Southwest Airlines will likely keep service in Wichita after the discount carrier closes a deal to buy AirTran Airways, an airline consultant says.
"Only because you (Wichita) drag in passengers that are business travelers from all over the country," said Boyd Group airline analyst Mike Boyd. "Business travelers are what (airlines) want. If you were a vacation destination, I'd say the writing's on the wall."
AirTran serves Wichita with three flights a day to Atlanta.
One question is whether Southwest will continue in markets where AirTran gets a subsidy to underwrite losses, as it does in Wichita, Boyd said.
AirTran has collected revenue guarantees each of the eight years it's had service in Wichita.
"If AirTran cannot make a profit in Wichita, there's no way Southwest can. Southwest has higher costs (than AirTran)," Boyd said. "You don't have enough traffic."
Still, Boyd doesn't expect Southwest to pull the Wichita service.
"At worst, it will be a wash," Boyd said.
City manager Robert Layton said it is too early to speculate what the change will mean to the Wichita market.
"I'm sure there'll be a lot of discussions with the merged carrier between now and then," Layton said. "We're very hopeful that we're going to maintain a low-cost carrier."
Randy Jarman drove from Tulsa to Wichita on Monday to catch AirTran's afternoon flight to Atlanta for a business trip.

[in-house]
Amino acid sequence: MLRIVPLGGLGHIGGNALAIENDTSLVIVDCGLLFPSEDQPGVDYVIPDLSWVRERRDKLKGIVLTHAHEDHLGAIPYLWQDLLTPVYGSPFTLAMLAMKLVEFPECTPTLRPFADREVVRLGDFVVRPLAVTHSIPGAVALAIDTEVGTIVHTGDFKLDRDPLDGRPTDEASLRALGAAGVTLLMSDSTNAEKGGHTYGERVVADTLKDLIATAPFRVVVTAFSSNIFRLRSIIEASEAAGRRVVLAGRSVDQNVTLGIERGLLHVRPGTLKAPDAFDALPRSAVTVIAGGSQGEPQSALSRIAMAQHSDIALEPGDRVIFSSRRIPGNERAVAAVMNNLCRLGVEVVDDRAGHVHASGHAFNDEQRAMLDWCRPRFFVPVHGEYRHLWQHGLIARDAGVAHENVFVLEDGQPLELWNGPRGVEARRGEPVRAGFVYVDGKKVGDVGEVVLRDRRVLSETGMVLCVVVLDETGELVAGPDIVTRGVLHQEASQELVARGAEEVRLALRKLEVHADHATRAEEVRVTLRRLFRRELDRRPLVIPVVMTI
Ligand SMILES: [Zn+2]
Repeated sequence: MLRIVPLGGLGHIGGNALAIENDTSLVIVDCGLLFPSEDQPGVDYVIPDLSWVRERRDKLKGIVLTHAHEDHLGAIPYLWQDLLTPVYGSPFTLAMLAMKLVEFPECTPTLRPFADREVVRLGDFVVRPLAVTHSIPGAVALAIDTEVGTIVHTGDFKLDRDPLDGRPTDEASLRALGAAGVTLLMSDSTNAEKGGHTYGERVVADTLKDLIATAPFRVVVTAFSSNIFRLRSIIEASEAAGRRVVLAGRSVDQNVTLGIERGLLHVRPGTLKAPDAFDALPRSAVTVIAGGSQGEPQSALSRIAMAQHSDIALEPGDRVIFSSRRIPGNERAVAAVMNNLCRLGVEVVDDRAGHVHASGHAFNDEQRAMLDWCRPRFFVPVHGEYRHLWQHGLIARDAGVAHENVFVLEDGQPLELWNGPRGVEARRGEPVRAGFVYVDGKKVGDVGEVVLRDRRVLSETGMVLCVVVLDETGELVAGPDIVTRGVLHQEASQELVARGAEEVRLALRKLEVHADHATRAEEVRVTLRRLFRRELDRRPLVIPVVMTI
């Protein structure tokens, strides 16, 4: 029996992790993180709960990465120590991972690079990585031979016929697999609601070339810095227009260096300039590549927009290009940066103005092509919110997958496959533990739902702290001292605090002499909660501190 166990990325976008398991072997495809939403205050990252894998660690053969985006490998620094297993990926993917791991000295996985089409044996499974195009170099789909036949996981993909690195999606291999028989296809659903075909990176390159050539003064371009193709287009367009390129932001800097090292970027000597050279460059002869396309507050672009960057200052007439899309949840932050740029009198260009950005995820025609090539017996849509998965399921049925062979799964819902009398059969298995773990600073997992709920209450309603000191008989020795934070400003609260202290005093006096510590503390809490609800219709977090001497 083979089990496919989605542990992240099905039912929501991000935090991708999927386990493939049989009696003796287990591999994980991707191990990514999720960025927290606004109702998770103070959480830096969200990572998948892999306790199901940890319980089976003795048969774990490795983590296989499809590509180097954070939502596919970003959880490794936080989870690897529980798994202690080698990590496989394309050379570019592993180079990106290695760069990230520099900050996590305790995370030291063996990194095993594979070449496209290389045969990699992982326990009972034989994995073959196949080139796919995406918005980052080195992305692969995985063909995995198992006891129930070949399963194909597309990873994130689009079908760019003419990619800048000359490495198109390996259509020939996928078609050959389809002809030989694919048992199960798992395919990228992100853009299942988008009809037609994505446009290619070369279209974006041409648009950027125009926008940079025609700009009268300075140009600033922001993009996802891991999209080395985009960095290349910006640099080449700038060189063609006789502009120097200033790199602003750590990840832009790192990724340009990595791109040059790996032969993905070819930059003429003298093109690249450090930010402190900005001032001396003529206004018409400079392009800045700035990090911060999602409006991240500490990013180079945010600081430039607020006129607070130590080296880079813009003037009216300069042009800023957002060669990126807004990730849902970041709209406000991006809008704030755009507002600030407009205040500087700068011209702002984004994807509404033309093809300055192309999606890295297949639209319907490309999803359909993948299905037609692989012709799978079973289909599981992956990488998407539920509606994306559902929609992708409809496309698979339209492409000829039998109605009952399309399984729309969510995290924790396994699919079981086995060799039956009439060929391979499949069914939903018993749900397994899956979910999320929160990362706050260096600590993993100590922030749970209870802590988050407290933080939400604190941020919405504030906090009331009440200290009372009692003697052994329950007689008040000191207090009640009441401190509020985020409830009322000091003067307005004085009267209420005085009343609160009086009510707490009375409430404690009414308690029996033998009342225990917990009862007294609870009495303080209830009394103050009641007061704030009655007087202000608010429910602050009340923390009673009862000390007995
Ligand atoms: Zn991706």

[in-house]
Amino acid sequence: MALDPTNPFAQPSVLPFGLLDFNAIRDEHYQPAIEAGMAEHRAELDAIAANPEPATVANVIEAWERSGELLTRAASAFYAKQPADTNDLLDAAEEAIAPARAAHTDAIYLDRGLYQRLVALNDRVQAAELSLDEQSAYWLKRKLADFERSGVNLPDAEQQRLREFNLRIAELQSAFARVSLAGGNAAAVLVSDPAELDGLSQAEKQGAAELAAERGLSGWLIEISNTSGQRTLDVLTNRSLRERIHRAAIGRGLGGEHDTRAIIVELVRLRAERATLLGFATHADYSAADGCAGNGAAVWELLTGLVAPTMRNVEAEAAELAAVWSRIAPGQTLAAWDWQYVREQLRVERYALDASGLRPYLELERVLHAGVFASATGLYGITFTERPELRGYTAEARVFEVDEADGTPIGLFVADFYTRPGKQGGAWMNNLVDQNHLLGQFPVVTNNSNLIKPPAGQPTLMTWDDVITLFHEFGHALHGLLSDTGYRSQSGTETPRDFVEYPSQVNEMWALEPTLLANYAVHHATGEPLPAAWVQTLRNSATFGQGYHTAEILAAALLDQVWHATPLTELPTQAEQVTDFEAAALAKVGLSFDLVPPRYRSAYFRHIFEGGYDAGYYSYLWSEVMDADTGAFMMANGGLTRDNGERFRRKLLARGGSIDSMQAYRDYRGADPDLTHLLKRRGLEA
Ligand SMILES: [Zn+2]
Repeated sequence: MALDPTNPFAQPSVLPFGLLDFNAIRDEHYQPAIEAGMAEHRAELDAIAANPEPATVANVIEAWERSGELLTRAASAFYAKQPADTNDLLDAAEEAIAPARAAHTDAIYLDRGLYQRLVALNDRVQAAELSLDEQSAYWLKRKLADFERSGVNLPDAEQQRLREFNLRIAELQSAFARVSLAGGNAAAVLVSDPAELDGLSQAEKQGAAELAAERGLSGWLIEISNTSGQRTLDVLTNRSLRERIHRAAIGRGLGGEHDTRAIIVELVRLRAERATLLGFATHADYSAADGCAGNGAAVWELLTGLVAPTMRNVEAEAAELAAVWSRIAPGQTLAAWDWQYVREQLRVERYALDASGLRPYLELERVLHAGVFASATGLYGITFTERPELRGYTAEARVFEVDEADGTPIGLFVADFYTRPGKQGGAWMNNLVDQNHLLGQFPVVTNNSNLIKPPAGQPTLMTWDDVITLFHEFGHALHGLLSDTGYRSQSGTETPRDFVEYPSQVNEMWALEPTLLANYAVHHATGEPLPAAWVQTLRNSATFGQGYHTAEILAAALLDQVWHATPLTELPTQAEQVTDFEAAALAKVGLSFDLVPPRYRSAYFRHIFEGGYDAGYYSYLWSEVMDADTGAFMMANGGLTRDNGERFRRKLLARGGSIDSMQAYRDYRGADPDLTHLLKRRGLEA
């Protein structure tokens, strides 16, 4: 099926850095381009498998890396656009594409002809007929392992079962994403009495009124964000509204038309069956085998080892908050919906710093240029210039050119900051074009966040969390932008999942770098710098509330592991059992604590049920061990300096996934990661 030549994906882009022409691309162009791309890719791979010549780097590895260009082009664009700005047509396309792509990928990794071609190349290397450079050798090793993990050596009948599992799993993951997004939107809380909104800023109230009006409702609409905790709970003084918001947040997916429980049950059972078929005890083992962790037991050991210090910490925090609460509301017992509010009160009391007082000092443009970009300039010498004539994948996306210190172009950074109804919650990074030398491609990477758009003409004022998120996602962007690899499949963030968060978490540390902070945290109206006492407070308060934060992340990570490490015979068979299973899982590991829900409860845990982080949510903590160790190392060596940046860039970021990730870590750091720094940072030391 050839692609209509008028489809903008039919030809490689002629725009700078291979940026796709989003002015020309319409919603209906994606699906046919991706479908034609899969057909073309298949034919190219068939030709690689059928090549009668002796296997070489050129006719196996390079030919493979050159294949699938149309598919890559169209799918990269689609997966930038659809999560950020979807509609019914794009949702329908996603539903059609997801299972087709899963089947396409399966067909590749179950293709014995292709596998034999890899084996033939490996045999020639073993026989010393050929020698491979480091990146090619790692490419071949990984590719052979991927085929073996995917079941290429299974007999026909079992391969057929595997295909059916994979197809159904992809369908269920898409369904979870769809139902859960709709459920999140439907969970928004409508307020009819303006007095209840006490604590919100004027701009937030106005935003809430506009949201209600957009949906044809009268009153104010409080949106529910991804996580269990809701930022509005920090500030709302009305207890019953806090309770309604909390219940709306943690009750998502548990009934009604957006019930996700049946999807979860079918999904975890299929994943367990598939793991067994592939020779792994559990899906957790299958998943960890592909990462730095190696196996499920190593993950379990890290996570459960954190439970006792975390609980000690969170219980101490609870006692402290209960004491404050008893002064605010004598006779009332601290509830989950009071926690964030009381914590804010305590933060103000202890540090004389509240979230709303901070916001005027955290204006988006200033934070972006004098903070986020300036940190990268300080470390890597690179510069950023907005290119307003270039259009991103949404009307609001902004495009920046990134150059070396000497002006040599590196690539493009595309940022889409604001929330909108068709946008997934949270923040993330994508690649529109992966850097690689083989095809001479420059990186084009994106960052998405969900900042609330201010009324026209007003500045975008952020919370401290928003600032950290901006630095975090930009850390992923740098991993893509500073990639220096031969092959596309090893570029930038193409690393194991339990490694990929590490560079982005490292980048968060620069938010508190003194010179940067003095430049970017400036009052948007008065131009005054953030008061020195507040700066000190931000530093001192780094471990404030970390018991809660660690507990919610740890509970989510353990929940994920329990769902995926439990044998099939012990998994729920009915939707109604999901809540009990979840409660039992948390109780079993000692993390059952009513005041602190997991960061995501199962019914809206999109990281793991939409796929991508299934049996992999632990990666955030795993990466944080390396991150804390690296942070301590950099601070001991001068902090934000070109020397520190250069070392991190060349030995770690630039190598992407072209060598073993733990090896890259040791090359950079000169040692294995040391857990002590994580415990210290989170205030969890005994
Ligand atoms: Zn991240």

"AirTran and Southwest are the two best airlines," Jarman said. "This is a real positive partnership."
Both offer attractive fares, but Jarman drives to Wichita for AirTran because Southwest doesn't offer direct flights to Atlanta from Tulsa.
Steve Haworth took AirTran's afternoon flight from Wichita Mid-Continent Airport.
"It would be great," Haworth said when he heard the news of the acquisition.
"Those are two of my favorite airlines because they have a lot of Boeing aircraft," said Haworth, a former Boeing employee who now lives in Connecticut.
And the fares are attractive.
The transaction for Southwest to buy AirTran is valued at more than $1.37 billion. Including AirTran's debt and capitalized aircraft operating leases, the truncation is valued at $3.42 billion.
The deal is expected to close in the first half of 2011, but it will be 2012 before the airlines' will be fully integrated.
Until the acquisition is finalized, both carriers will continue to operate independently.
Southwest and AirTran together serve 106 U.S. cities along with Mexico and the Caribbean with 685 all-Boeing aircraft.
Together, they employ 43,000 people.